I do wish that when I walk into the Modern Wing at the Art Institute, I would see a piece by Louise Bourgeois, Judy Chicago, or Kiki Smith in a gallery there. But they are not there. And not many female artists are there, by comparison. I hope someday that this will change.


Until then, recognizing that this inequality exists (however subtle) is extremely important in taking steps.






What would draw more women to create art? 


I read an essay once called “In Search of our Mother’s Gardens” by Alice Walker.

For these grandmothers and mothers of ours were not "Saints," but Artists; driven to a numb and bleeding madness by the springs of creativity in them for which there was no release. They were Creators, who lived lives of spiritual waste, because they were so rich in spirituality-which is the basis of Art-that the strain of enduring their unused and unwanted talent drove them insane. Throwing away this spirituality was their pathetic attempt to lighten the soul to a weight their work-worn, sexually abused bodies could bear.

Alice Walker


The essay is inspiring in many ways, but in the context of this question I am reminded of the importance of womancraft. Until recently in history, women were not allowed the same artistic release as men- women could not comfortably paint, sculpt, or draw- they could not show in galleries. Women were expected to be wives & mothers and do housework, and Art was considered work for a man to do.

These women, our grandmothers, great grandmothers and so on, were expected to endure abuse, painful childbirth, violence, loveless marriages and hard work without any emotional or artistic release. So, they took the crafts they were allowed- quilting, looming, sewing, weaving, embroidering and needle pointing- and made them into an art form. Their crafts sang of their life experiences and channeled their emotions in ways that only art therapy can give release. And they did it together when they could- it was a communal activity. They were given as gifts, used as barter. Under the radar of society, women made art and taught their daughters to make art, and taught them their history through imagery and handwork.


With that said- I feel that if women understood how close we are to our ancestors when we create work, how the fabric of artistic society & even contemporary kitsch stands on the crafts and aesthetics of our grandmothers, and that it is our responsibility to share our work with one another and pass our stories on to our daughters- I feel more women would make art.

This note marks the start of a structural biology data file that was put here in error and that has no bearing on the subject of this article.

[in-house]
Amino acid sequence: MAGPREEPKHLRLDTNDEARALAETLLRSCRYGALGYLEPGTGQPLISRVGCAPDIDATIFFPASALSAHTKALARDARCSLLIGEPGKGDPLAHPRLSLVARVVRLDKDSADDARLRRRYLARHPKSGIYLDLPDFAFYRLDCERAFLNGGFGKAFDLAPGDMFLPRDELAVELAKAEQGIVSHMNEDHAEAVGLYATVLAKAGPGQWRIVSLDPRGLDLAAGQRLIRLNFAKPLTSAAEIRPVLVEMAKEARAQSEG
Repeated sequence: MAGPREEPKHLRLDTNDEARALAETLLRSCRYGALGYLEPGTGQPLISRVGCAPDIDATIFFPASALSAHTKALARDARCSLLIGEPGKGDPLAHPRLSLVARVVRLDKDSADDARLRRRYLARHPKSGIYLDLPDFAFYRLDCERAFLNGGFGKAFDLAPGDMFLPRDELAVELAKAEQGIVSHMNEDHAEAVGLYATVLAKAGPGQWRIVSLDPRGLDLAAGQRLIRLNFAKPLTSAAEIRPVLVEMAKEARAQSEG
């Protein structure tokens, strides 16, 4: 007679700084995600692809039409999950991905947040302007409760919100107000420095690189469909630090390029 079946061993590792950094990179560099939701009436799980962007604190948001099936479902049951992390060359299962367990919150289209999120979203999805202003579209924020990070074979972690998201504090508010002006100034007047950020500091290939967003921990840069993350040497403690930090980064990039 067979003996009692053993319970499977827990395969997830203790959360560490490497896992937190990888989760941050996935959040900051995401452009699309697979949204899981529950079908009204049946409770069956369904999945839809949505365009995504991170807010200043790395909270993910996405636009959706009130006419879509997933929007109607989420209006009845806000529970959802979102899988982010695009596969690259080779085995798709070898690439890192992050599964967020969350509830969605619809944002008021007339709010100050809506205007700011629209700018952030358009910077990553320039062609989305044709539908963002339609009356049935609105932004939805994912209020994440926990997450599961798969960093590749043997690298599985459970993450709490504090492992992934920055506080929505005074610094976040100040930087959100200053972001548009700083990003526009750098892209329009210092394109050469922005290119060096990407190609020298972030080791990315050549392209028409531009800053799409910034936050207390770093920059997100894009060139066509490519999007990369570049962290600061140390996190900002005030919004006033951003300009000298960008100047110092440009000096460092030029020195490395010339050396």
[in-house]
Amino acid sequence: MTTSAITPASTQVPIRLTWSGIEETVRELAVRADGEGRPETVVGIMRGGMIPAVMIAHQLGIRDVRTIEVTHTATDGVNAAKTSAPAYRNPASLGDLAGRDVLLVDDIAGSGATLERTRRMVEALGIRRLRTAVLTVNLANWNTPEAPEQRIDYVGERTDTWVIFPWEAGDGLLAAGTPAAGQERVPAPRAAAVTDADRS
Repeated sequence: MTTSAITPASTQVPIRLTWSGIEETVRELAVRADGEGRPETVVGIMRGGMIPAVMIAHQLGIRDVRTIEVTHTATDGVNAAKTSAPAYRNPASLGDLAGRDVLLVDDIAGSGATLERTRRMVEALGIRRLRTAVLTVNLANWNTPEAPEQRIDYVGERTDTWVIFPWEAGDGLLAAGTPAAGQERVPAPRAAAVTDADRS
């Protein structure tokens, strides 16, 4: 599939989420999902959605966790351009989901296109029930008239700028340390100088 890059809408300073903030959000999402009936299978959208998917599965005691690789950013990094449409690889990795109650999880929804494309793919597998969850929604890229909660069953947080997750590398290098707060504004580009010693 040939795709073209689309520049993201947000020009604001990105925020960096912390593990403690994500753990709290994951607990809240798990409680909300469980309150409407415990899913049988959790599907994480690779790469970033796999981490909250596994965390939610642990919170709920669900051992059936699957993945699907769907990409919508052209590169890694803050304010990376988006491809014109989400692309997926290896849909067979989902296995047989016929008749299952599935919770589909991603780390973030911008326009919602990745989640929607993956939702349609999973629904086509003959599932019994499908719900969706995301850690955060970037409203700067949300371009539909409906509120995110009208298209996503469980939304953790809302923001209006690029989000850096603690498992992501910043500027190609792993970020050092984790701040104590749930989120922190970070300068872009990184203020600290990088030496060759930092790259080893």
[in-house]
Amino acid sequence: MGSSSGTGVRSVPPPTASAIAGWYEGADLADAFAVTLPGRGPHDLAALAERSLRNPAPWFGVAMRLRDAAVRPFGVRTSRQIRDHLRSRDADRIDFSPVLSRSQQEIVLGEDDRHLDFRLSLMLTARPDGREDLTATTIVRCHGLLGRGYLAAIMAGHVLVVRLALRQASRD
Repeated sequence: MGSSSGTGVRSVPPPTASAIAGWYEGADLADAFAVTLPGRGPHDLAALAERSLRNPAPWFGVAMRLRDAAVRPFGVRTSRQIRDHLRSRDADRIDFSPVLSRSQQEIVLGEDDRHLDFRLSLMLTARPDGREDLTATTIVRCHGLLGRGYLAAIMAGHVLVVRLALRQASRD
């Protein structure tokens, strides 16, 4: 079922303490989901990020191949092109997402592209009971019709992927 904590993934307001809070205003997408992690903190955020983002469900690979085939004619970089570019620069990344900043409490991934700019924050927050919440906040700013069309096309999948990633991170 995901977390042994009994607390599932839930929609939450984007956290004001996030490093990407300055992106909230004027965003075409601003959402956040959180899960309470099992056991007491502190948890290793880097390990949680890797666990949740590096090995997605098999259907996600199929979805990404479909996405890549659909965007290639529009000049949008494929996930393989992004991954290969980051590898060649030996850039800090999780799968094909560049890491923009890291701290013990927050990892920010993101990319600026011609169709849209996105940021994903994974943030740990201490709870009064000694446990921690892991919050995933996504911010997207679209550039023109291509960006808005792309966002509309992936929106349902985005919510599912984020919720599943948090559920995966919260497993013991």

I don’t think enough women understand how important making art is to our gender.


Because I am a Woman Artist, my work is primarily about my female experience through self portraiture and work concerning the community/environment I surround myself with. Through my studies on gender, neurology, womancraft and art history, my work has a very distinctive and honest take on my experience with domestic violence, depression, societal & social interactions, anxiety and anger. Those who know me or follow my work know that my art pieces are primarily about my own experiences, not invented experiences. Attending one of my exhibits is like walking into the mind of an individual, a feminist, a woman that has a story to tell. We all have stories that deserve to be told.



Do you identify as a feminist? Why or why not? 


Yes, of course. I identify as a feminist because I have opened my eyes to the dangers of patriarchy in society and I believe that in order to solve our deep-seated gender, sexual, racial and political issues we need to dismantle the roots of our Patriarchal and Capitalistic heritage and return to that which is a Matriarchal, Anarchistic outline- which I believe is a far more peaceful strategy.


Just to be certain I am understood, when I say “Matriarchy” I don’t mean the rising of women above men in status. I simply mean a more ‘feminine’ and natural state of being. The inverse of Capitalistic, if you will. A more Maternal way of viewing the world.



What do you like the most about Chicago?


The acceptance I have found quietly here. I know Chicago is not perfect by any means, but as a person that grew up in a small town in the mountains of Connecticut, I have been accepted into far more of a wide range of communities aside from artistic movements.



Who inspires you the most?


The people who have carried me through the most crippling moments of my life.



Please share some parting wisdom with us.


Keep a journal.

Walk to your place of self reflection as often as possible.

Discover new ways of seeing.

Never forget how to listen.




See the interveiw at